In the end, Chelsea's Mourinho-fueled counterattacking capability was perfect to abuse those teams with the hubris to think they could dictate the terms of engagement, but they lacked the playmaking and the poised finisher to kill off the lesser teams.

Fixing the second part of that equation was the more straightforward one. Mourinho was very well acquainted with Costa's ability, having lost to Atletico Madrid in last season's Champions League as well as during his time as manager at Real Madrid. Costa, when healthy, has been every bit of the predatory goal scorer he was heralded to be upon arrival, leading the league with 17 goals so far this campaign.

Those have come from just 33 shots on target. When he gets fair sight of goal, opponents are in massive trouble.

It only seems like every one of Costa's goals has been set up by Fabregas, who already has 15 helpers on the season and is only five away from Thierry Henry's league record. That's not quite the case, much like his arrival back in the Premier League after a stint at Barcelona was not really the perceived slam dunk that Costa's was considered. On a roster with a ton of very talented playmakers, it wasn't 100 percent certain who he would displace and what his role would be. Then he did this in the opening match at Burnley in August:

It hasn't really stopped since then, with Swansea the latest victim this past weekend in a 5-0 loss. First, Costa coolly finished a sublime buildup that started and ended with Fabregas:

Then Costa showed his lethal finishing capability after stealing a wayward backpass:

Finally, about 45 seconds later, it was Costa turning provider:

There's really not much teams can do to stop this version of Chelsea. The Blues still capable of destroying the opposition on the counter (as Everton found out in a 6-3 home loss early this season) but now can slice apart the most parked of buses, too. The Blues are top of the league (or darn close) in practically every notable underlying stat. What they're doing is not a fluke.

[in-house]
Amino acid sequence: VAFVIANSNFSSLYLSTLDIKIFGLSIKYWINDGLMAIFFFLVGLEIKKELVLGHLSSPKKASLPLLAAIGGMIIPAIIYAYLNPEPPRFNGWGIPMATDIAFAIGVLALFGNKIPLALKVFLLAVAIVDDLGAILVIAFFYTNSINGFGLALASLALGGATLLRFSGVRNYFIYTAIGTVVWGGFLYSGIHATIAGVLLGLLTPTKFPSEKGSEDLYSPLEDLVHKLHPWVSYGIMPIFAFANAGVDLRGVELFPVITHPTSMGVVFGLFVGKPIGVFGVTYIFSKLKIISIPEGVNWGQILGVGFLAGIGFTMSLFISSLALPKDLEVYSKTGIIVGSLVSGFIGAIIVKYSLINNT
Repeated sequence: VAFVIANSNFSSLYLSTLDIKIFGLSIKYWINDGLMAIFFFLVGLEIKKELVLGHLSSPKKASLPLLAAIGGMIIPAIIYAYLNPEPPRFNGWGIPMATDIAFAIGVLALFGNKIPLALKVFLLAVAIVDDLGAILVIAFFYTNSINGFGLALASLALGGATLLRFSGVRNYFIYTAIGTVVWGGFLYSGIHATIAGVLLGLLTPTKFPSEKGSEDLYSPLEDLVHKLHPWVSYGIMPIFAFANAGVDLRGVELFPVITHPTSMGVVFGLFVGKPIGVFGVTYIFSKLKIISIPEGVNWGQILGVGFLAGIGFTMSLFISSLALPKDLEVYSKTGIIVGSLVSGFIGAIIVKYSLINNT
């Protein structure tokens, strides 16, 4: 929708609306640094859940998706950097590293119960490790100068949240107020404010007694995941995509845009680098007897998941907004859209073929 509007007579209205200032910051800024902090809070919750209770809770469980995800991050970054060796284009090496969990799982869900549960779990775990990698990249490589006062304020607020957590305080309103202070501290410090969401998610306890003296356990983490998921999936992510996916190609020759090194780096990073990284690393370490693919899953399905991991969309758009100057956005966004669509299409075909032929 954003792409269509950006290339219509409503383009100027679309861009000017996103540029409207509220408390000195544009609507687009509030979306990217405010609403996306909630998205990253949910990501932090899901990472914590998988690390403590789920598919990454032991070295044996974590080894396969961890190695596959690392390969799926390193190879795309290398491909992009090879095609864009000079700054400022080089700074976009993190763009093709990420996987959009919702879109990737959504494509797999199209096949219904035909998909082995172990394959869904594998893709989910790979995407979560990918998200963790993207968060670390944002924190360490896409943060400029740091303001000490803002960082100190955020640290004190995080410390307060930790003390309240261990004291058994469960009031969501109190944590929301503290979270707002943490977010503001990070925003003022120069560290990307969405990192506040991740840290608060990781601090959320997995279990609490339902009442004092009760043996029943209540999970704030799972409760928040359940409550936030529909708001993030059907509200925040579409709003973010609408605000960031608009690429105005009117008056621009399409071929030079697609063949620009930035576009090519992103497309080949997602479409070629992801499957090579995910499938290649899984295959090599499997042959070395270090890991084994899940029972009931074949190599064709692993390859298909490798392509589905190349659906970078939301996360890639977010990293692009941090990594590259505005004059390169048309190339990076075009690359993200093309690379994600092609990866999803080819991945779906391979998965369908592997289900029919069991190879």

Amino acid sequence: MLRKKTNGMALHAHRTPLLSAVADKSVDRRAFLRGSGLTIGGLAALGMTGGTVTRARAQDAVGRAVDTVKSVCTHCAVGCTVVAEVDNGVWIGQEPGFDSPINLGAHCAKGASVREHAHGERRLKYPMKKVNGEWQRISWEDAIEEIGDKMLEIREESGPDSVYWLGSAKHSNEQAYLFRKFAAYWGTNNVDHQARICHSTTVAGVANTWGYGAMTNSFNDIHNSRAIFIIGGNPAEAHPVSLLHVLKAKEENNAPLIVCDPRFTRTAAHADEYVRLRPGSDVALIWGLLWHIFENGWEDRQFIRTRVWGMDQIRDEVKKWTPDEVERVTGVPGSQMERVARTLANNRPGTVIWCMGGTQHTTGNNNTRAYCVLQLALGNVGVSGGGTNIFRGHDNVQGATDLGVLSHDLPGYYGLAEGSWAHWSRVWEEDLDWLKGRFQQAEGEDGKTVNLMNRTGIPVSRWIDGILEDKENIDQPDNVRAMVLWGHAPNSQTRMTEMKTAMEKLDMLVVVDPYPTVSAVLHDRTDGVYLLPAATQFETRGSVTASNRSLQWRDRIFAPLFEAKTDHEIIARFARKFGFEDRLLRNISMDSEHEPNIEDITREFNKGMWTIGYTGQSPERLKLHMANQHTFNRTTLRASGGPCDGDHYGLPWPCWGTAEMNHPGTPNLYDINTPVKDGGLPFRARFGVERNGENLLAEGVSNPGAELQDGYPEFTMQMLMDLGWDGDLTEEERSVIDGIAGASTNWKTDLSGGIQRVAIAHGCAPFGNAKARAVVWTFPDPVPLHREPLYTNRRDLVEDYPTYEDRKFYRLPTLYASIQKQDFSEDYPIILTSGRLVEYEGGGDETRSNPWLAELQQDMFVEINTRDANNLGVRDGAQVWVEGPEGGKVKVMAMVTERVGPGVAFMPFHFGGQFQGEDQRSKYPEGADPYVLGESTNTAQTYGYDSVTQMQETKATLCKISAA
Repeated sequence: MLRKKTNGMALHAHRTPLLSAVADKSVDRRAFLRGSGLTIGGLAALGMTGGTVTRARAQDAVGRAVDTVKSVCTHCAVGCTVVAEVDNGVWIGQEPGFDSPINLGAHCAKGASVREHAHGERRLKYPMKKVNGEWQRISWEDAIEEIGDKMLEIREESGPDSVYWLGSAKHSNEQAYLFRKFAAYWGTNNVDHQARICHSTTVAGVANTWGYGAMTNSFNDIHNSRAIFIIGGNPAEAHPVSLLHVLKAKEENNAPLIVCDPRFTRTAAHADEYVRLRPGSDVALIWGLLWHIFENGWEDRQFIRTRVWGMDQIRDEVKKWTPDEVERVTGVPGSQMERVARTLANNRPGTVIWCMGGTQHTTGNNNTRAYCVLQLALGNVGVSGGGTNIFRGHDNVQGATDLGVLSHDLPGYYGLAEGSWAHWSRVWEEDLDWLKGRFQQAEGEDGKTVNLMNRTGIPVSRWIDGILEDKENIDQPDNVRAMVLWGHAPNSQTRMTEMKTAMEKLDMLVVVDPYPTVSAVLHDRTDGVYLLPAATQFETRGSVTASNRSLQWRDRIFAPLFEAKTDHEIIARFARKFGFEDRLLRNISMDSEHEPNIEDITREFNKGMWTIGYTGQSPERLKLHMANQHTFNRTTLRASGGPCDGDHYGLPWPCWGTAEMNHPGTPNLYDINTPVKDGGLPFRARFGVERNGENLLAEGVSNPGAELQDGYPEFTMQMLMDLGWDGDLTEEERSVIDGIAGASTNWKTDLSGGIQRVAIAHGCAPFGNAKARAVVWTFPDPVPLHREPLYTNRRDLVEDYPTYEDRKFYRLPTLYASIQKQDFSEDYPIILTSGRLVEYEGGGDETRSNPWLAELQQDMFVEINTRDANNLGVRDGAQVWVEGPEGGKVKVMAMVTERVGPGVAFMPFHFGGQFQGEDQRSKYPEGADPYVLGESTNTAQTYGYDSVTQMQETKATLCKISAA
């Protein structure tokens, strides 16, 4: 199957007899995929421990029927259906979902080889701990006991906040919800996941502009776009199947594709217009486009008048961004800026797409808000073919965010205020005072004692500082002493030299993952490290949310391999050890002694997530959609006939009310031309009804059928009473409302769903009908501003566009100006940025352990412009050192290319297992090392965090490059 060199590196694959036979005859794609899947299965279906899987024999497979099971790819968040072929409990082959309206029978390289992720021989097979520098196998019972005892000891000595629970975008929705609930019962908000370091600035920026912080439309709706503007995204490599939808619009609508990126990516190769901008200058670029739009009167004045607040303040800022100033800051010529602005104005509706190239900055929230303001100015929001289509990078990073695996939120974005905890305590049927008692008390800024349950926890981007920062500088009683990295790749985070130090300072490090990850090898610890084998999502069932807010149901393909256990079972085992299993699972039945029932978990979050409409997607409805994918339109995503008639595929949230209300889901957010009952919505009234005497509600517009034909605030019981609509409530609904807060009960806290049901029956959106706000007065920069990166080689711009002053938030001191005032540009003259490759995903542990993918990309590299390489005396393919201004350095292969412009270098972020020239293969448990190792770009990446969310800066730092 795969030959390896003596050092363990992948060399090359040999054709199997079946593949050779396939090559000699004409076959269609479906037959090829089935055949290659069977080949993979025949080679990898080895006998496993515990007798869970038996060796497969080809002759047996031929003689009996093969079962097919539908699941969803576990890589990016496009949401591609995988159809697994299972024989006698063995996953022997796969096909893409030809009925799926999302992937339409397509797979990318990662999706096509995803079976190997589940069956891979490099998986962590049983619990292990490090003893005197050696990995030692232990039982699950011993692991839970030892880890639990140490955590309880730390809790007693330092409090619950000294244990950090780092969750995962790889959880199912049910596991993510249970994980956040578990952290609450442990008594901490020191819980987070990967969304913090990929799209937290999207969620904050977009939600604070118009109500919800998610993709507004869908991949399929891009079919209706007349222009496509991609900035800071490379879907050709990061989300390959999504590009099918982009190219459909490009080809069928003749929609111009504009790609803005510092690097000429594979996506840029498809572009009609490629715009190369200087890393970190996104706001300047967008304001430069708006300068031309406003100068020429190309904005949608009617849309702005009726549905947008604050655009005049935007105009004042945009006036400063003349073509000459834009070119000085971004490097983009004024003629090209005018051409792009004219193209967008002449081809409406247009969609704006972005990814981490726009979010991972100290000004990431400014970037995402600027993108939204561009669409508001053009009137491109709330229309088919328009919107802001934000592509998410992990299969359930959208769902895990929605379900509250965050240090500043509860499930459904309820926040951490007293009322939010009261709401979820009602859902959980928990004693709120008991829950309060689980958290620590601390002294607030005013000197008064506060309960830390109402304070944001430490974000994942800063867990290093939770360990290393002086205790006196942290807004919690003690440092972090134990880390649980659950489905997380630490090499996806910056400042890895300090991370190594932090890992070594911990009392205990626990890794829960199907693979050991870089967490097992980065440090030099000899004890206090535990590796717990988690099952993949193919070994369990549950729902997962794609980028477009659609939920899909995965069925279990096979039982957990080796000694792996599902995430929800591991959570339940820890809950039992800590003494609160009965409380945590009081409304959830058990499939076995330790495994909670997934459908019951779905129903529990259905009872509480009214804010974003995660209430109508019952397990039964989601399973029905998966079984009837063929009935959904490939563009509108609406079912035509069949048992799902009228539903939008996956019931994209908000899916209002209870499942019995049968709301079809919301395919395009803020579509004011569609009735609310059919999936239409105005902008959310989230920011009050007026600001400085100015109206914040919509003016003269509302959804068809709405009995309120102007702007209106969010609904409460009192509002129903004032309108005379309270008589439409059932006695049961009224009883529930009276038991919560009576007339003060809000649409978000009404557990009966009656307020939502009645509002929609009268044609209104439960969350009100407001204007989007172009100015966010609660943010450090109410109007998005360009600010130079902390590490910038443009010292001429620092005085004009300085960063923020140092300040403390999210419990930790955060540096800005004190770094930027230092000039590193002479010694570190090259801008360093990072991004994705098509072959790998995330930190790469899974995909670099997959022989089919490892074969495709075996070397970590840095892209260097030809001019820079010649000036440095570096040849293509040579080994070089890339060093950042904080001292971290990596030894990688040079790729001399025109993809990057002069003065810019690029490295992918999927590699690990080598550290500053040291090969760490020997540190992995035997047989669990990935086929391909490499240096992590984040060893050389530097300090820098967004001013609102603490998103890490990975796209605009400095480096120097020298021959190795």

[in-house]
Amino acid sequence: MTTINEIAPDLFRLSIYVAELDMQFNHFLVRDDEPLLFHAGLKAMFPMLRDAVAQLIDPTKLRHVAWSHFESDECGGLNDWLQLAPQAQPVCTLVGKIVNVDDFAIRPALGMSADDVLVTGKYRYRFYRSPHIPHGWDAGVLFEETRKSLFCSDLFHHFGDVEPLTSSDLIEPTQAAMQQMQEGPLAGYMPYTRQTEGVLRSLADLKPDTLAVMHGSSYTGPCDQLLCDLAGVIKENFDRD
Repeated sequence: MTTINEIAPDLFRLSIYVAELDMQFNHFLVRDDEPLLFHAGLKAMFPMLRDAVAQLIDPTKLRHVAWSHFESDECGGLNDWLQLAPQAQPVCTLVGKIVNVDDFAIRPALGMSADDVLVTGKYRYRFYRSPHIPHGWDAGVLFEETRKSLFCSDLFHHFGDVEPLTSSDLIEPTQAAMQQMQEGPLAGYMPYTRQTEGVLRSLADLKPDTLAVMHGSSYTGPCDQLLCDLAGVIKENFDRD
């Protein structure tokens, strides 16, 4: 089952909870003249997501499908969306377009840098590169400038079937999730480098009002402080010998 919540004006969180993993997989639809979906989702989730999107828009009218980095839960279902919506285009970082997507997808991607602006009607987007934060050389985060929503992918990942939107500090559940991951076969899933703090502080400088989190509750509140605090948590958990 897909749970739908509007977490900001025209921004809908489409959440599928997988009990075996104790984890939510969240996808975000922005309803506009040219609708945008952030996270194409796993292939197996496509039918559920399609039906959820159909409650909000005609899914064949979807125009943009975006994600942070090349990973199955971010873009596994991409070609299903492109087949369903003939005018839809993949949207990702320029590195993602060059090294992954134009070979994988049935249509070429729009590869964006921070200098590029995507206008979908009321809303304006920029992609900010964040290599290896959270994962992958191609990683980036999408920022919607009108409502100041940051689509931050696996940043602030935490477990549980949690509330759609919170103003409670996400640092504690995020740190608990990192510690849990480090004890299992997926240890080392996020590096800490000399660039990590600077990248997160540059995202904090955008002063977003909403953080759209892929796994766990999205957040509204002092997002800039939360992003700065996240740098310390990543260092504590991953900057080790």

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So, despite a couple of unexpected recent stumbles, Chelsea is back to five points (and seven goals) ahead of the holders, Manchester City, and can more or less end the suspense this coming weekend, when the two meet at Stamford Bridge. With the way Chelsea is playing and the remaining schedules for both teams, it's very difficult to see City clawing back eight (or nine) points the rest of the way should Chelsea win the match; the Blues have only dropped 14 points all season so far.

The enhanced depth in the squad also should allow Mourinho to manage the squad through the four competitions Chelsea is still juggling (Capital One Cup, FA Cup and Champions League in addition to the league). The best part? The transfers didn't even cost the club very much thanks to the absolutely absurd $80 million or so Chelsea got for center back David Luiz, along with the big fee for Romelu Lukaku from Everton.

Sometimes, you just get things right, and when you do, the results can be beautiful. On the west side of London, Chelsea has already have spent five months celebrating the exploits of its two most heralded additions, and unless something changes pretty significantly, Chelsea and its fans will be doing a lot more of that over the next four.